"If you want tourists to come to the Grand Place you have to pacify the working class neighborhoods 500 meters away," says Eric Corijn, professor of urban studies at the Free University of Brussels. "So there are investments, there are programs, there is infrastructure that is of better quality than you can find in the Parisian banlieues, for instance."
Moving forward, together
Yet in both countries, Muslims joined peace rallies following the terrorist attacks. "Yes, I do feel a bit stigmatized, like a lot of people," said 41-year-old Larbi Arbaoui. "But it's small-minded people who think this way. I think we need to move forward together."
In Molenbeek, many residents say they are at loss to explain radicalism and angry at the stain on their neighbourhood.
"There are lots of kids here who quit school at 14 or 15, but they're normal like us," said 16-year-old Nafisa Meziane, wearing jeans and a blue sweatshirt that reads 'Fifth Avenue.'
But Molenbeek-based street educator Thomas Devos says the attacks have hit home. "Maybe before the kids were like, 'yeah, well, it's not here,'" says Devos, who works for a youth empowerment group called Jes. "But now it's here. A family got hit. People they know got hit. People they care about got hit."
In neighboring France, battling the same fractured response to terrorism and identity, some politicians claim that dozens of French Molenbeeks exist.
Dozens of Molenbeeks
The working-class Paris suburb of Sevran, a half-hour subway ride from the city, has earned the reputation as one of them. Like Molenbeek, the town has a large Muslim and ethnic immigrant community and is battling a high youth unemployment rate.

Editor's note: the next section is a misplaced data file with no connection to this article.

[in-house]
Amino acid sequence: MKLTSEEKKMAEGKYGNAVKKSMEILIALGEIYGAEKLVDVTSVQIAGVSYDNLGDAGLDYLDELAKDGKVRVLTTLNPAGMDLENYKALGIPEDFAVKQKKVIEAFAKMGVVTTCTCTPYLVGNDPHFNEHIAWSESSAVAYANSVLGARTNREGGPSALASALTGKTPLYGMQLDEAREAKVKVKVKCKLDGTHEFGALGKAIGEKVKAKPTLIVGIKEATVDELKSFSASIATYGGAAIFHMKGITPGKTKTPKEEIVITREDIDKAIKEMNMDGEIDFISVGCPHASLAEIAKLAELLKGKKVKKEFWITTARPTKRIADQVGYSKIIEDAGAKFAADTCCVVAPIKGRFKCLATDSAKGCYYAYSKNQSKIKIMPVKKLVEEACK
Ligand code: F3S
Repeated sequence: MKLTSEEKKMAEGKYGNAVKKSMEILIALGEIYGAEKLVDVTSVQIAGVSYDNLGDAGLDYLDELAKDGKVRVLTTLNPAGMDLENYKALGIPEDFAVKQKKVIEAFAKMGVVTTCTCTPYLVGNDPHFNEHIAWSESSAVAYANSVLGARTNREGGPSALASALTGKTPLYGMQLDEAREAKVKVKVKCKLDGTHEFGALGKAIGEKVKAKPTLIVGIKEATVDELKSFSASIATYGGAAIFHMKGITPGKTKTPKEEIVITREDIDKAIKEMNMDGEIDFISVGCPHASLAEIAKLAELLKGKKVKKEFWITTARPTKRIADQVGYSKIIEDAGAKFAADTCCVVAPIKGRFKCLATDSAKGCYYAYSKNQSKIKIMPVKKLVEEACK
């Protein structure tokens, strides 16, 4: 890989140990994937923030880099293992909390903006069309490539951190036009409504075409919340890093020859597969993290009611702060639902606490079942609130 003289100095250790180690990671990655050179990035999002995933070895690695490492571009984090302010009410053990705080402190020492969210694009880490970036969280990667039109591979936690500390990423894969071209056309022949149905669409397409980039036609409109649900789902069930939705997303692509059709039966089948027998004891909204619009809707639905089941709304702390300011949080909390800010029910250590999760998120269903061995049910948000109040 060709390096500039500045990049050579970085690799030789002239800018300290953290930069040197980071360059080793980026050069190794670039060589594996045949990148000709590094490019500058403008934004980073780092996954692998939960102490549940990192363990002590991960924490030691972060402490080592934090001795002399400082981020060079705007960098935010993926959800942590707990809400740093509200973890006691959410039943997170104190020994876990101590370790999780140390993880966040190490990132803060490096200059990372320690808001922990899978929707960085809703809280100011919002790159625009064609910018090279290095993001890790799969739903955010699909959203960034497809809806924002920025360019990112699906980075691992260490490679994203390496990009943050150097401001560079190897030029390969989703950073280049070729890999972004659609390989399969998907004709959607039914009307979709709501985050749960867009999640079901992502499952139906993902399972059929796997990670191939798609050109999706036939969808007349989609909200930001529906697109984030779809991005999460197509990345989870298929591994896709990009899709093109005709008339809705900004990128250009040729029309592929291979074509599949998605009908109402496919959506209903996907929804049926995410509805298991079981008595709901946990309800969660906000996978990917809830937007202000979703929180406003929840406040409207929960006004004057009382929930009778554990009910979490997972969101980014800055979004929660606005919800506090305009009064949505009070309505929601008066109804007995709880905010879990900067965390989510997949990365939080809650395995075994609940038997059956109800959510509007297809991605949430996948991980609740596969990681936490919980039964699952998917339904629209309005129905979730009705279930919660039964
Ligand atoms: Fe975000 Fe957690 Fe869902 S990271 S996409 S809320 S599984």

In March, a group of Sevran residents accused the mayor of turning a blind eye to rising extremism. A locally dubbed "Islamic State mosque" was only recently shut down.
Sevran Mayor Stephane Gatignon acknowledges that roughly a dozen youngsters or more have headed to Syria. But he says the numbers are far higher elsewhere in France. Besides, fighting terrorism is bigger than just one town.
"We're talking about a widespread and porous network," he says. "We're at war, and everyone has to play a role, including citizens."
Part of the answer, he believes, comes in rethinking France's relationship with multicultural communities like Sevran that recognizes their potential rather than just their problems.
"It's here where things are being created," he says. "Things are happening in terms of culture, sports and businesses. That's what an open society is all about. What France is proposing is a closed society."
Without that change, and creating a greater sense of belonging among French Muslims, Gatignon believes, it will be difficult to fight radical Islam.
Sevran entrepreneur and activist Yacine Hilmi agrees. The 32-year-old son of Moroccan immigrants says he feels completely French, but he knows many others who do not.
"We need to rethink our history, and to create heroes who resemble the kids from these neighborhoods," he says. "Someone who feels profoundly French will not want to attack his country or citizens."
He describes being struck by conversations with immigrants during a visit to the United States. "Even newly arrived immigrants will say 'I'm American,'" Hilmi says. "There's a sense of patriotism and belonging that's very different from here."